So, here I am, reading this book in the hope that I can improve my knowledge of being a school governor. I’m one in a primary school, and a novice at that, so I’m hoping that I will learn at least one thing. What I actually find is that I learn more in one afternoon than at any training session – where someone reads verbatim from a slide show, while I gradually fall asleep at the back of the room.
What is different about this read?
First, it is easy to understand and it is informative. After reading the preface, which highlights the new national curriculum and changes to the support for children with special educational needs, I am ready to read on to learn more on what those changes are and how it will affect our school.
The book also helps you to understand the changes with the pupil premium, religious education, and responsibilities.
One of the most frustrating things about being a new governor is a meeting in which unknown acronyms are bandied about, leaving me to fumble through my paperwork to understand what it all means. In the back of this book, however, are three pages with common terms, acronyms and abbreviations – all extremely helpful, in one place and updated each time it is published.
There is also a chapter on possible changes after the election in May next year, depending which party comes into office. I have no doubt that I will purchase this booklet in future so that I can keep up to speed with any changes, new government or not.
The twenty key questions on page 78 were also great. As a Governor it is helpful to check whether we are asking the correct questions and are operating in a sufficiently professional manner. The twenty questions give you examples of gaps or pit falls that you can ask yourself to check you are up to the job. For example, question 12 asks: How effective is our performance management of the head teacher? I found myself wondering how many governing bodies would know the answer to this?!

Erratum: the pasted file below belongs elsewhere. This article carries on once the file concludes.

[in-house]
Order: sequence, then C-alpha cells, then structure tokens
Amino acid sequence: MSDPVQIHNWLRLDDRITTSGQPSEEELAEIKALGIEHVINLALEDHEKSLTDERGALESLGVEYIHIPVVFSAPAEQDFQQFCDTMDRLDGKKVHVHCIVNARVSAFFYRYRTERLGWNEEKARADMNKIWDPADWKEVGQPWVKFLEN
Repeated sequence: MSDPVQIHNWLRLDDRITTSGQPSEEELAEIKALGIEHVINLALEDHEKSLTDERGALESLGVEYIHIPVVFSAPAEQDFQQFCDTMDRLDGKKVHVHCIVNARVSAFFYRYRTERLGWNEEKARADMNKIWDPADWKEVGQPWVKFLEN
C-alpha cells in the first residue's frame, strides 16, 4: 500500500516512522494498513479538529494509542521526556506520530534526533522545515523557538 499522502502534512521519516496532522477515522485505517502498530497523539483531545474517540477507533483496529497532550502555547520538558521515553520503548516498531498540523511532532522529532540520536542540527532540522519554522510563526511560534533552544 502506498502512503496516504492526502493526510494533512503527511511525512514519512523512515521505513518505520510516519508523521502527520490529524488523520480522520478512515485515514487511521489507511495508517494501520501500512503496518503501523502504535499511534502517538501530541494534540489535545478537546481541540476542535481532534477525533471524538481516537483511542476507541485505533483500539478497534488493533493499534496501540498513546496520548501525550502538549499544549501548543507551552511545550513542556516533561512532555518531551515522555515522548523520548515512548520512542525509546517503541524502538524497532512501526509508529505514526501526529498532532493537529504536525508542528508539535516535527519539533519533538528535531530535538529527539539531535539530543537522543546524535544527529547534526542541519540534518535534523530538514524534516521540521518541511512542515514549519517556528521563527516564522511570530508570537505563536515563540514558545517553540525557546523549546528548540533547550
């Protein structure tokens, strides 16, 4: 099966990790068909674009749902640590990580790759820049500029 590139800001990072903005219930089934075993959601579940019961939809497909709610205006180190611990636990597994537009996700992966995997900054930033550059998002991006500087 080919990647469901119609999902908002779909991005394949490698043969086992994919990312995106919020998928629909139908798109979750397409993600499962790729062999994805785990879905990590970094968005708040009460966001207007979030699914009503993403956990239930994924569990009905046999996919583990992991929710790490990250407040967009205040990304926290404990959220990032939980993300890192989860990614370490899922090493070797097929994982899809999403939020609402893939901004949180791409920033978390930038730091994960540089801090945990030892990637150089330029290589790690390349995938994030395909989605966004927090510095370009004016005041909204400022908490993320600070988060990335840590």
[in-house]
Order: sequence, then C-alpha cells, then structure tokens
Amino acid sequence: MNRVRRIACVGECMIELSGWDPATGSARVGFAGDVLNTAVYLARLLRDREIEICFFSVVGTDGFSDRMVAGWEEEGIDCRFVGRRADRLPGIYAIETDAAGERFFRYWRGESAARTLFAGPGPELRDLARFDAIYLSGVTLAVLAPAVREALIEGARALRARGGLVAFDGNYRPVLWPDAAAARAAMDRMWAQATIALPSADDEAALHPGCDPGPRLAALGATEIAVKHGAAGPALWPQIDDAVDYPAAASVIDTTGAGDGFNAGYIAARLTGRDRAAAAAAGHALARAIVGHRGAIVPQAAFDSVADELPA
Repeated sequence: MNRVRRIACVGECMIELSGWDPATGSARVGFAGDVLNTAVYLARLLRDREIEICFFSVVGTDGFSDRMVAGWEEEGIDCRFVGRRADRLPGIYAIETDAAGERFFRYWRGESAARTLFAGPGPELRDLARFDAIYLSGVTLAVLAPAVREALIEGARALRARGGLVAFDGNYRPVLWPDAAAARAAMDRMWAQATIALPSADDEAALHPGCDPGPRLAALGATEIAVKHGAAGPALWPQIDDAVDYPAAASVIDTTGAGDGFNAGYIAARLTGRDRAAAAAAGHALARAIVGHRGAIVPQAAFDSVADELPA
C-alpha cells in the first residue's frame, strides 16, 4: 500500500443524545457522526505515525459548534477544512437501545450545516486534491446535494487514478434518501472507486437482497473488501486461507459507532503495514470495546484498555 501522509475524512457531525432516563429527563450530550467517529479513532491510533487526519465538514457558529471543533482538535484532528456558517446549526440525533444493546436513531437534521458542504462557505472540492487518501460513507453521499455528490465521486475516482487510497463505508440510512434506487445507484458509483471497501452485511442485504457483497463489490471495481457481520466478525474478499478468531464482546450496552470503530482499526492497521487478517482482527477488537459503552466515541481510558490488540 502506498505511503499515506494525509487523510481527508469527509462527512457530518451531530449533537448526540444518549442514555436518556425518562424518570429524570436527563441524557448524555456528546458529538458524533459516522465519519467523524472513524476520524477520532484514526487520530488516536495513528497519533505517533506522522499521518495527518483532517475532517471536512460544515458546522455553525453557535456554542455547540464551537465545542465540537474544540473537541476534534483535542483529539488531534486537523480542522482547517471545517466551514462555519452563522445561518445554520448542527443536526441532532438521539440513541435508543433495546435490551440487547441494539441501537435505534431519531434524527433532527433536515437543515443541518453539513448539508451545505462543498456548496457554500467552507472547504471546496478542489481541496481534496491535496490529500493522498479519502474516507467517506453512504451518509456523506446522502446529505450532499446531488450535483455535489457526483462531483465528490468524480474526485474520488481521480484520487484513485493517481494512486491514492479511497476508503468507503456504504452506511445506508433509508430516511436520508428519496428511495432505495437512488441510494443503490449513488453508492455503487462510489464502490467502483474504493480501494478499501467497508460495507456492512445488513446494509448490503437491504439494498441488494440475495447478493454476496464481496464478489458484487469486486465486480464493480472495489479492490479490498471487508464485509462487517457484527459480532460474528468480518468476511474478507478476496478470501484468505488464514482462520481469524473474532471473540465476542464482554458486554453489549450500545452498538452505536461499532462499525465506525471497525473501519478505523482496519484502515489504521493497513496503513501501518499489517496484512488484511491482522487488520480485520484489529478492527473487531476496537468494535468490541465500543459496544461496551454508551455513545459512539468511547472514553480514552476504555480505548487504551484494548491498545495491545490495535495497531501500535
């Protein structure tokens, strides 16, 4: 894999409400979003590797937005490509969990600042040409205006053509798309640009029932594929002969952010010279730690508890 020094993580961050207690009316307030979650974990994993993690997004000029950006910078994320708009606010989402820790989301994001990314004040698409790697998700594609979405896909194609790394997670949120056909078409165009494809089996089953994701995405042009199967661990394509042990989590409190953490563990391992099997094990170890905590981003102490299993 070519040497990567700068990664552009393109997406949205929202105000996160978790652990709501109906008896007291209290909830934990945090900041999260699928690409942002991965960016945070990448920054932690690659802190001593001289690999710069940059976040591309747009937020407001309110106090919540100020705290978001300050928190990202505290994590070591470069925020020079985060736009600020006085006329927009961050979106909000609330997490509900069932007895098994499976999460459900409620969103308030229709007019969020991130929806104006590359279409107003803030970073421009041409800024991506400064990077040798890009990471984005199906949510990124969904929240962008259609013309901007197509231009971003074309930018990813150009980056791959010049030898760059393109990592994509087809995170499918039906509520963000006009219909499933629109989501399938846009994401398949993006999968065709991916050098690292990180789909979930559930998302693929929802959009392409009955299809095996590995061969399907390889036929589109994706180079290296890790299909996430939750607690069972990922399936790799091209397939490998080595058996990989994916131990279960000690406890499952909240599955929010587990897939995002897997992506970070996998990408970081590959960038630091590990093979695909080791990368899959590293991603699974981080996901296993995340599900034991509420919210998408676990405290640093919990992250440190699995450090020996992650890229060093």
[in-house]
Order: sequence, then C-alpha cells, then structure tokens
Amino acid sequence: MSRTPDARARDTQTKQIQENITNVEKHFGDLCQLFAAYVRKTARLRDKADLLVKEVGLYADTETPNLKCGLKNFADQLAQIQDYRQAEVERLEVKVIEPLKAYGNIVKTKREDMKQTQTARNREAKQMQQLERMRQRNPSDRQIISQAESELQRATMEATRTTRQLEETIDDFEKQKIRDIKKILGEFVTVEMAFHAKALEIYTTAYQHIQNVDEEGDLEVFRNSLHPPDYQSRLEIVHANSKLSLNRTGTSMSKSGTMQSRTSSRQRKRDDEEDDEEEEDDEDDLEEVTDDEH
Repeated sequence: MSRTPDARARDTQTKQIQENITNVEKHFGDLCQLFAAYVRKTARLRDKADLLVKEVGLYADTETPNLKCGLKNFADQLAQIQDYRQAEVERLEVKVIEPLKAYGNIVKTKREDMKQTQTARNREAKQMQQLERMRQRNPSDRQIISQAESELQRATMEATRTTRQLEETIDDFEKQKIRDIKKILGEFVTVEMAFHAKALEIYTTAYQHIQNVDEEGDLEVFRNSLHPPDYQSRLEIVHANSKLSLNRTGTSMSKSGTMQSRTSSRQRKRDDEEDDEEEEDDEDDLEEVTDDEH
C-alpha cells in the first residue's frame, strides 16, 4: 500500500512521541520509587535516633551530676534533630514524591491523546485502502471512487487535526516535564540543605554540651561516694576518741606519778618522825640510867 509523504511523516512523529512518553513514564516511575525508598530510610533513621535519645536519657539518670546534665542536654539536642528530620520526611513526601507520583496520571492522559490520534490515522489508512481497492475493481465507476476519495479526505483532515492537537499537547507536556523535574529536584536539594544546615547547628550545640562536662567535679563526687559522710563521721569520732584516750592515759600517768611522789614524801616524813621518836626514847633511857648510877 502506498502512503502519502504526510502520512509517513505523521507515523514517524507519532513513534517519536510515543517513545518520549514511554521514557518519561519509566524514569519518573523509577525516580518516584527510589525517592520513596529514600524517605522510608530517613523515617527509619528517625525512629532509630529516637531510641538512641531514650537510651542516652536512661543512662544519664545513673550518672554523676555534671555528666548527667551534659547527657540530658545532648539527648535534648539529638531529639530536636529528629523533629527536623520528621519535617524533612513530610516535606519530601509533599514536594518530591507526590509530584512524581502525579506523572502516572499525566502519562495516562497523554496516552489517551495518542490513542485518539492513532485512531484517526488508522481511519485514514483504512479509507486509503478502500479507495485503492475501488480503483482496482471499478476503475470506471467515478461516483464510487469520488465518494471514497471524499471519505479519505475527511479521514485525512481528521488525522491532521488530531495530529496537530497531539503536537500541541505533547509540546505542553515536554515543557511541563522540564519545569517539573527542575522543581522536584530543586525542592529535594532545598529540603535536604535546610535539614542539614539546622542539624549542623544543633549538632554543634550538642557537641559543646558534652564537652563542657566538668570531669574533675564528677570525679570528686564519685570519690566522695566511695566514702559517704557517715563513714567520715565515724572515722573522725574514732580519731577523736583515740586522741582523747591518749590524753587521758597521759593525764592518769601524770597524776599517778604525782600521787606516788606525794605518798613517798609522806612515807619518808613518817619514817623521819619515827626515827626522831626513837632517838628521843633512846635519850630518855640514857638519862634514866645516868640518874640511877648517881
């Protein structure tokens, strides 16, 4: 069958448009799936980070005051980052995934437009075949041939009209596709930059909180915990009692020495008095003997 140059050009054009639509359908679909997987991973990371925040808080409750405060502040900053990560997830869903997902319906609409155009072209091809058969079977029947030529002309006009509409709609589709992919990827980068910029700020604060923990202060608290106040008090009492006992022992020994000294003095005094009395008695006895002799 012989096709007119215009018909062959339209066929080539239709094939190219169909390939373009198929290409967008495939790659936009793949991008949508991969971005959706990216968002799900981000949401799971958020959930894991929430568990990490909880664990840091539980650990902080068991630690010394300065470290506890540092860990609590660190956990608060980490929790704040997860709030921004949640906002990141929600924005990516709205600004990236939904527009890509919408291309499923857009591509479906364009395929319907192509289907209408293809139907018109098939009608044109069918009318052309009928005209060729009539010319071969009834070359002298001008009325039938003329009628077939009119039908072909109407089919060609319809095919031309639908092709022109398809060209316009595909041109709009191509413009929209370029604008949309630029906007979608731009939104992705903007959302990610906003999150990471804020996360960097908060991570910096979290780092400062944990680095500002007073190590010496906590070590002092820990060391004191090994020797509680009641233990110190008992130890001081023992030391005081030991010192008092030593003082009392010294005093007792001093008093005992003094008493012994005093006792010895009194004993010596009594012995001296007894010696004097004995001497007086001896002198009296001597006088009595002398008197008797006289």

Highlighted boxes also provide some good “food for thought”. These Talking Point sidebars give succinct case studies or questions related to a topic. For example, it questions how would you react to a child not being given a place because it is a Church of England school and the child is Jewish, even though he lives a few yards from the gates. These deeper questions encourage you to think beyond the routine paperwork and data of governance, which can sometimes feel so overwhelming, and remind you that there are important educational values to ponder.
I am fortunate that my governing body has a good chair and committee structure. The school received an outstanding Ofsted this year, after a lot of hard work by everyone involved. But whatever the current status of your school, you have a huge responsibility in the future education of its pupils; understanding what knowledge you require as a governor is fundamental in assisting with results. This book gives much of it to you, as well as highlighting additional toolkits and websites that you may also find useful.
I find it odd that I have never been made aware of it before. I asked six fellow governors if they had read it, or a previous edition, and five hadn’t. It is so helpful that, governor or not, if you are interested in education you would be interested in reading it.
I am now definitely going to encourage my school to buy some for the library. For my part I’m looking forward to taking my copy in my handbag to our next meeting, so that I can swap fumbling around for acronyms with being the new “most informed” governor on the block.